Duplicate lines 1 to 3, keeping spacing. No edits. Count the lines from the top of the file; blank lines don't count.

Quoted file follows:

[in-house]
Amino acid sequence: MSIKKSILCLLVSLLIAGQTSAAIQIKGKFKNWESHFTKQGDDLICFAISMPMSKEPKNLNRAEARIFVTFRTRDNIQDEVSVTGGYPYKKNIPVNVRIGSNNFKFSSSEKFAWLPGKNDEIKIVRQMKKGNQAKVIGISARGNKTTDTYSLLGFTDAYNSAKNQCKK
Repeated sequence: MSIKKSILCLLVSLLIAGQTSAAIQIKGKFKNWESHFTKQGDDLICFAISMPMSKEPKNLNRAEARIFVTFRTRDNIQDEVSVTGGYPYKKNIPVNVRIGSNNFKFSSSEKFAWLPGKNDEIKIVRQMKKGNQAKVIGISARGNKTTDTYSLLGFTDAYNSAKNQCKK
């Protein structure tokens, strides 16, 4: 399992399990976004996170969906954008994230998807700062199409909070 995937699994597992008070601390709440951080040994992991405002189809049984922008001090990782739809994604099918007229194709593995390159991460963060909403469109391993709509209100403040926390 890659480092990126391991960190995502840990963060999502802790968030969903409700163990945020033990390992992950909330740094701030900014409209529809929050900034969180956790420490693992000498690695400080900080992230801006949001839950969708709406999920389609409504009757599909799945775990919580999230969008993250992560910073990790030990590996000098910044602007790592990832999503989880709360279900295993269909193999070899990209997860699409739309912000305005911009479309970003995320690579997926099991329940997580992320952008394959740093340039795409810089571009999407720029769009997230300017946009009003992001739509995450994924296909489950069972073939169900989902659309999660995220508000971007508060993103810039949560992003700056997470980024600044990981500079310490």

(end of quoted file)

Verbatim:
[in-house]
Amino acid sequence: MSIKKSILCLLVSLLIAGQTSAAIQIKGKFKNWESHFTKQGDDLICFAISMPMSKEPKNLNRAEARIFVTFRTRDNIQDEVSVTGGYPYKKNIPVNVRIGSNNFKFSSSEKFAWLPGKNDEIKIVRQMKKGNQAKVIGISARGNKTTDTYSLLGFTDAYNSAKNQCKK
Repeated sequence: MSIKKSILCLLVSLLIAGQTSAAIQIKGKFKNWESHFTKQGDDLICFAISMPMSKEPKNLNRAEARIFVTFRTRDNIQDEVSVTGGYPYKKNIPVNVRIGSNNFKFSSSEKFAWLPGKNDEIKIVRQMKKGNQAKVIGISARGNKTTDTYSLLGFTDAYNSAKNQCKK